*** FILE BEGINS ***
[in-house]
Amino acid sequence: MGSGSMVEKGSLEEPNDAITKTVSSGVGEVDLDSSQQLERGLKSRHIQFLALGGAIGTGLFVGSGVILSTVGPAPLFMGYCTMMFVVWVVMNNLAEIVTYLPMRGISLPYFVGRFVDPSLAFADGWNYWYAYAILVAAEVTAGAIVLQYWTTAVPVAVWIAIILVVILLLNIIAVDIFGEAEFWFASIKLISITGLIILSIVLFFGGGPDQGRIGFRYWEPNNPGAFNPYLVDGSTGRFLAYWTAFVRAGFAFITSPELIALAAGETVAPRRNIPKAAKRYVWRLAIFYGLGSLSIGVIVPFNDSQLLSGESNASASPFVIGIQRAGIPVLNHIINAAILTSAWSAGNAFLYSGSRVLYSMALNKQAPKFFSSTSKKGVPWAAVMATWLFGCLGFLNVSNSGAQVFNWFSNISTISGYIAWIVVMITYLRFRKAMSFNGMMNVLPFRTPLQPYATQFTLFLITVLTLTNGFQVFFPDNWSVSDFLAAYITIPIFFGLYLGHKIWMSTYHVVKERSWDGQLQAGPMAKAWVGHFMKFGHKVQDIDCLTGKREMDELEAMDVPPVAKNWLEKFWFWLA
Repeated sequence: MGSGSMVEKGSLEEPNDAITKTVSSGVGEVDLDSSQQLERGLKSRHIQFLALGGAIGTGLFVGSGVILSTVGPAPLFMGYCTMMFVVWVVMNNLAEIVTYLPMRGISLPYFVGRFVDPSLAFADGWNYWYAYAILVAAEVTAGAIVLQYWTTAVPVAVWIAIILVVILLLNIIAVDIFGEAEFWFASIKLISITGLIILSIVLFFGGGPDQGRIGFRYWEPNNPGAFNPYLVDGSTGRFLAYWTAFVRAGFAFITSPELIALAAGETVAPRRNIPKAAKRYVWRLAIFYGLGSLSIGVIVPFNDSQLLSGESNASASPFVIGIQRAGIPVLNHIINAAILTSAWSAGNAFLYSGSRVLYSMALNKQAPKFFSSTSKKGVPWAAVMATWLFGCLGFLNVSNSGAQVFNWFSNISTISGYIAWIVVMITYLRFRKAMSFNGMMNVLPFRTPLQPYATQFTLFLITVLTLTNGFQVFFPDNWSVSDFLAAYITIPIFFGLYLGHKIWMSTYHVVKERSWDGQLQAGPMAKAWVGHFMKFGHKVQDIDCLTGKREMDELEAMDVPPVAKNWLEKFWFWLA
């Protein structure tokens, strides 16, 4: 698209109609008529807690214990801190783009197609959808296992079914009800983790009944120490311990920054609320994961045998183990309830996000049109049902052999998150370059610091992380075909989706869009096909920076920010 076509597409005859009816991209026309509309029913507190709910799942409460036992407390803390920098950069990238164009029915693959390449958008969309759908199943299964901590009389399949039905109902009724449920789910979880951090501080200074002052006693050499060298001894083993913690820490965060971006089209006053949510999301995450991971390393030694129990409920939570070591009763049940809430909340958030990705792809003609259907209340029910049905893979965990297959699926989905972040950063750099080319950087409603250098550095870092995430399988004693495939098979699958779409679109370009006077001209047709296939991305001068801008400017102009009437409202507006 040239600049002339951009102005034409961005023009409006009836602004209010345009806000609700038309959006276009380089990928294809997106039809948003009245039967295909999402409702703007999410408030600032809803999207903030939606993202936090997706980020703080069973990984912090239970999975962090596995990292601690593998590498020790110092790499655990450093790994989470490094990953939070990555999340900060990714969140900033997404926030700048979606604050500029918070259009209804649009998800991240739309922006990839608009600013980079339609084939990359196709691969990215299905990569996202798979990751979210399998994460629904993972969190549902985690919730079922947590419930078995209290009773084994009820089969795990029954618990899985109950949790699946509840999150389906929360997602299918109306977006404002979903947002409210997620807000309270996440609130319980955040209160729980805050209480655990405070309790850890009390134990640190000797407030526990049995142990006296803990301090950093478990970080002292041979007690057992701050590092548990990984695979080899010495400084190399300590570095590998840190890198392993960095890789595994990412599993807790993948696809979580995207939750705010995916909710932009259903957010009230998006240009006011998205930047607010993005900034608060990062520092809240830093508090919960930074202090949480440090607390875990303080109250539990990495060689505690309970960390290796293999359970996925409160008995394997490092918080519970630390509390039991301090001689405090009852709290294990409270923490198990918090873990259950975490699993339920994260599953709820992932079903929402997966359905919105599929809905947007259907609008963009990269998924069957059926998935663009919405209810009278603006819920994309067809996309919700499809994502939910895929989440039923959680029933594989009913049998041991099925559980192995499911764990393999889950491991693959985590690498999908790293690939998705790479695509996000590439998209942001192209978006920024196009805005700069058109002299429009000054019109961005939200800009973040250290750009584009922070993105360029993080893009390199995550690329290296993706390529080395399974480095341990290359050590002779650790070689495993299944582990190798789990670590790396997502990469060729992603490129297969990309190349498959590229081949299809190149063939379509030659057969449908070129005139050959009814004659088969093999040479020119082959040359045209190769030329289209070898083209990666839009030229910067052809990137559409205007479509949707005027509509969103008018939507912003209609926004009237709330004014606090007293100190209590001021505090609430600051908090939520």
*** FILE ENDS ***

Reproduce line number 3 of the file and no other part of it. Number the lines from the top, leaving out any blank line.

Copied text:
Repeated sequence: MGSGSMVEKGSLEEPNDAITKTVSSGVGEVDLDSSQQLERGLKSRHIQFLALGGAIGTGLFVGSGVILSTVGPAPLFMGYCTMMFVVWVVMNNLAEIVTYLPMRGISLPYFVGRFVDPSLAFADGWNYWYAYAILVAAEVTAGAIVLQYWTTAVPVAVWIAIILVVILLLNIIAVDIFGEAEFWFASIKLISITGLIILSIVLFFGGGPDQGRIGFRYWEPNNPGAFNPYLVDGSTGRFLAYWTAFVRAGFAFITSPELIALAAGETVAPRRNIPKAAKRYVWRLAIFYGLGSLSIGVIVPFNDSQLLSGESNASASPFVIGIQRAGIPVLNHIINAAILTSAWSAGNAFLYSGSRVLYSMALNKQAPKFFSSTSKKGVPWAAVMATWLFGCLGFLNVSNSGAQVFNWFSNISTISGYIAWIVVMITYLRFRKAMSFNGMMNVLPFRTPLQPYATQFTLFLITVLTLTNGFQVFFPDNWSVSDFLAAYITIPIFFGLYLGHKIWMSTYHVVKERSWDGQLQAGPMAKAWVGHFMKFGHKVQDIDCLTGKREMDELEAMDVPPVAKNWLEKFWFWLA